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Muslim employees who wear a hijab or need an appropriate space for prayers during the workday, as well as Jewish employees who take time off to observe the Sabbath or religious holidays, may not be able to conform to a company’s dress code, time and leave requirements or work space allocations because of their religious obligations. Adverse employment decisions based upon head attire and unreasonable refusals to grant time off for religious observances or accommodate any other sincere religious practice amount to unlawful religious discrimination — unless the employer can demonstrate that accommodating these religious obligations would cause undue hardship in the running of the company. If you have been refused an accommodation for a religious practice and want to learn what you can do about it, consult New York City religious discrimination attorneys. Accommodating religious practices Federal, state and city laws attempt to resolve the tug of war between an employee’s sincerely held beliefs and the company’s policies and procedures by requiring an employer to give employees areasonable opportunity to fulfill their religious obligations through:
  • Flexible scheduling
  • Voluntary shift substitutions or swaps
  • Job reassignments
  • Modifications to workplace policies or practices to allow for the use of particular items of religious dress, hairstyles or facial hair, preference for certain types of clothing
When accommodations aren’t necessary Employers, however, do not have to offer these or other accommodations for religious practices if the accommodations would cause undue hardship in the operation of the business in that they would:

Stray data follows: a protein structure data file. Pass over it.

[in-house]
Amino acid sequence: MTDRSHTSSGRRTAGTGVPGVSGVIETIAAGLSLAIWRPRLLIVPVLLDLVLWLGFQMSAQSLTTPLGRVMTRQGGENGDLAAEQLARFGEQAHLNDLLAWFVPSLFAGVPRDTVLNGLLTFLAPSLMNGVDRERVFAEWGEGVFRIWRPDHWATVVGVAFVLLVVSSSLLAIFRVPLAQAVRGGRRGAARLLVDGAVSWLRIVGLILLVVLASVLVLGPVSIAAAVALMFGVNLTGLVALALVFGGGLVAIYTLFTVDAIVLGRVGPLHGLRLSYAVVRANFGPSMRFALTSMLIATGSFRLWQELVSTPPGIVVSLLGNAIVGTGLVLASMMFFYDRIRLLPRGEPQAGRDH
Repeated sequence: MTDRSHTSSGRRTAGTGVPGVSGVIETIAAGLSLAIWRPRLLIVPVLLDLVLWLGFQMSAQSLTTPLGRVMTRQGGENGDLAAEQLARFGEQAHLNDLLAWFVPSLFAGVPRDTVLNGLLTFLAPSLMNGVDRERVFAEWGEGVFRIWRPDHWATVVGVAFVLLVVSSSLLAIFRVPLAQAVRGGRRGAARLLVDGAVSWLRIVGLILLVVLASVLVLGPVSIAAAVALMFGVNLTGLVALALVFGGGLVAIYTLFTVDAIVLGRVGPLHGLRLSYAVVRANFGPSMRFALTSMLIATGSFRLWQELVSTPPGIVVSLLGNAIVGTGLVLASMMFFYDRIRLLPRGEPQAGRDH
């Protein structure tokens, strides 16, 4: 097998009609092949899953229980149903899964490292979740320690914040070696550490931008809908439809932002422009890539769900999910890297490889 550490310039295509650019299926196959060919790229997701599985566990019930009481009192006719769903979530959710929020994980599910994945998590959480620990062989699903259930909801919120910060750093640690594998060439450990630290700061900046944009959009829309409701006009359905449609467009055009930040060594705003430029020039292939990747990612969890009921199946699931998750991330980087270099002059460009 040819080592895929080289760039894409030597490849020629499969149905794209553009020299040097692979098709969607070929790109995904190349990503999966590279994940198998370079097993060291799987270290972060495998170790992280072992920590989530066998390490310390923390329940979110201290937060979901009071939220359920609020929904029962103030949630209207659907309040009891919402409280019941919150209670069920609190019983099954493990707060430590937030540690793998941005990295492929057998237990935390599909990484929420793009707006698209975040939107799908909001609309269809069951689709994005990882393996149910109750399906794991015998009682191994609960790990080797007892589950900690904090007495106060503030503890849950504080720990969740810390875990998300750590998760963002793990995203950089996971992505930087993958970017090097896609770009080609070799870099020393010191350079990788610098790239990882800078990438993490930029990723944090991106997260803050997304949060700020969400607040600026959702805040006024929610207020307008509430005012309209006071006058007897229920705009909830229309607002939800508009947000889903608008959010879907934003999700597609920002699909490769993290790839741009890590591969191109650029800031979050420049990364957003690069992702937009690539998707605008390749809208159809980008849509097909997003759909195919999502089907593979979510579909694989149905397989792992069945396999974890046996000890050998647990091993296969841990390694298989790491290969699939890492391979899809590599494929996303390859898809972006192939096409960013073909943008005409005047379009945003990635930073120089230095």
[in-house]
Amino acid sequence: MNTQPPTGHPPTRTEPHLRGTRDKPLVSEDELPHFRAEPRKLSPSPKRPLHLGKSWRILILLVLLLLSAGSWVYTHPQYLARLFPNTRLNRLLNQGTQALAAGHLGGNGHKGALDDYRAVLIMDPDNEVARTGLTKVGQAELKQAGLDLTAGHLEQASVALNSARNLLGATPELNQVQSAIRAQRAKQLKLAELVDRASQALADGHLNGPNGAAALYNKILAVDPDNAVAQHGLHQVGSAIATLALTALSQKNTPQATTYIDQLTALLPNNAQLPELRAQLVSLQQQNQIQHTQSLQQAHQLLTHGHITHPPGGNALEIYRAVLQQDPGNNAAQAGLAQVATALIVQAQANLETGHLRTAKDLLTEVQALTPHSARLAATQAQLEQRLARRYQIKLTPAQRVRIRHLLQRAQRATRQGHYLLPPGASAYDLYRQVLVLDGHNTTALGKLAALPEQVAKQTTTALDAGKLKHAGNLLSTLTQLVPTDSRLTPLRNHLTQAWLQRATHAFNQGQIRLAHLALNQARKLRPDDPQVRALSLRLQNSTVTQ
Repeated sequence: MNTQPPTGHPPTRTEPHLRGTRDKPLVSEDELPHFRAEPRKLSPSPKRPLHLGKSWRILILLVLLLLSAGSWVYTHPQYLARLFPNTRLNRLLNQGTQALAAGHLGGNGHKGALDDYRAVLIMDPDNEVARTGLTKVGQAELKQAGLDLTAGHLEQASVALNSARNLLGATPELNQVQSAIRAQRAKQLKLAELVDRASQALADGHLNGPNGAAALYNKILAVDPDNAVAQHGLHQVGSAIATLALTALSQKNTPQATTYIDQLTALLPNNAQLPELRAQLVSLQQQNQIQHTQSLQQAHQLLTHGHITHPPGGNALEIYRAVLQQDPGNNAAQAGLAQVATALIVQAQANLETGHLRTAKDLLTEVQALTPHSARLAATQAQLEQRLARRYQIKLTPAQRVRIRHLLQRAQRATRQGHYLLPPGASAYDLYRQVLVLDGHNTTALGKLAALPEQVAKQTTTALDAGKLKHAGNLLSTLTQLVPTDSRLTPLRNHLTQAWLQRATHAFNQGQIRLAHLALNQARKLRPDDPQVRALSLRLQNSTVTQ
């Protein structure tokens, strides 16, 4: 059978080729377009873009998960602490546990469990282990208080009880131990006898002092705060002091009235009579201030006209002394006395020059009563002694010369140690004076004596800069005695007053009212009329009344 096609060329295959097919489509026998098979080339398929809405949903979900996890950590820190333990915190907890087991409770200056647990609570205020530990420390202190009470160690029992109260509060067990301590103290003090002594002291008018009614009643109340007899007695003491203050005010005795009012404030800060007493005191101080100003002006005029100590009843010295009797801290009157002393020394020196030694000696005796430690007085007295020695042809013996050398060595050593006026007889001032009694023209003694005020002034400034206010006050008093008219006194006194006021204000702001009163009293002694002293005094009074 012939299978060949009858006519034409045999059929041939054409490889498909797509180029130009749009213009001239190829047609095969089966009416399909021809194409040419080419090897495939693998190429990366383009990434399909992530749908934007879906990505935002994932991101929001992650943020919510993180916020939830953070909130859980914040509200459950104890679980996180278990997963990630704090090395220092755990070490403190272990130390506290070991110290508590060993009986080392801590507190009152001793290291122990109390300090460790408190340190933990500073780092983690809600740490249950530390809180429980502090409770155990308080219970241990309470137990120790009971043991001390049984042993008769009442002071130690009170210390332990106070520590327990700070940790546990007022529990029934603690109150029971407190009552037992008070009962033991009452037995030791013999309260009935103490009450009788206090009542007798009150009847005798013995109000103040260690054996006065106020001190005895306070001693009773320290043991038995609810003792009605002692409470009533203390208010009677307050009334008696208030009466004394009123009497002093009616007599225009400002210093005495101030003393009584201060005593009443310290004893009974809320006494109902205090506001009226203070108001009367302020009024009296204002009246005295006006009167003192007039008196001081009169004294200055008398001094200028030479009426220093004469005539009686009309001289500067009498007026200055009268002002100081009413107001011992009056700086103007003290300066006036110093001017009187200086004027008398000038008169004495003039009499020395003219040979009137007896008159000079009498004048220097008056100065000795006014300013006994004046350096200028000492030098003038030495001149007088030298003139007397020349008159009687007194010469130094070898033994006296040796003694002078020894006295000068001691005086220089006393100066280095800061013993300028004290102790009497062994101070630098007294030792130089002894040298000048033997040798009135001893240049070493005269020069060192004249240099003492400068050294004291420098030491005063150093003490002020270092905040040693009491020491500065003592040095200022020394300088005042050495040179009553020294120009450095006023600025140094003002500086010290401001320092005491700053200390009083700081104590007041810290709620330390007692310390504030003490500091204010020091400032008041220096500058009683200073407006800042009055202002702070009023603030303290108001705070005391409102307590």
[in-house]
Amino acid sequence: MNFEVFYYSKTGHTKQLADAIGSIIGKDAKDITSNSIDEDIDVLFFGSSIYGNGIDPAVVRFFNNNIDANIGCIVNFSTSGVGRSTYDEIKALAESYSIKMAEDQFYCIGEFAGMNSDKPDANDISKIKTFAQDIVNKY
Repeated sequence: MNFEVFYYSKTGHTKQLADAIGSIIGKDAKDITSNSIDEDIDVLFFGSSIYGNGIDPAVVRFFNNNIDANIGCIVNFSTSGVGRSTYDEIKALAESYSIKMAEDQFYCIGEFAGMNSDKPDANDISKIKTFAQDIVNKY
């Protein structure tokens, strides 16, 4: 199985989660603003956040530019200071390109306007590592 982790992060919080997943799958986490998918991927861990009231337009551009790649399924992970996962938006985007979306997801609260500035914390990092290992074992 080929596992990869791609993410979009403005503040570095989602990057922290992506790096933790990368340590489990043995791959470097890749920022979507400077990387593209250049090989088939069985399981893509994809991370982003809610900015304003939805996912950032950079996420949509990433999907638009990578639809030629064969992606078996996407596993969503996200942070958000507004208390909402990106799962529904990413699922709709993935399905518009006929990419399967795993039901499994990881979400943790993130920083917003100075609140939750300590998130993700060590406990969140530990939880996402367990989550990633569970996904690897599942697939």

• Create additional operating costs
  • Cause safety concerns
  • Decrease efficiency
  • Impose upon the privileges of other employees
  • Unfairly and unevenly allocate potentially hazardous or burdensome work
Under federal law, the employer could claim an accommodation is unduly harsh if making the accommodation costs more than a minimal amount and, therefore, under federal law, the employer may not need to accommodate the employee’s needs in many cases. This would not be the case for a New York City employee making a religious discrimination claim under the New York City Human Rights Law. A New York City discrimination lawyer would tell you that under this law, if you work at a New York City business that employs more than four people, you would be entitled to a religious accommodation, unless it was quite difficult or costly for the employer to do so. If you have suffered job consequences as a result of religious discrimination and are successful in your claim, you could get your job back (if you were fired), collect back pay and get compensated for losses and punitive damages. Employees need to do their part Employees need to do their part in making this work. They need to tell the employer when they are hired about their religious requirements and explain that they need the accommodations they are requesting because of their religious obligations. An employee does not have to show proof of their religious convictions. If you have further questions or concerns about religious discrimination, consult an experienced attorney at the Akin Law Group.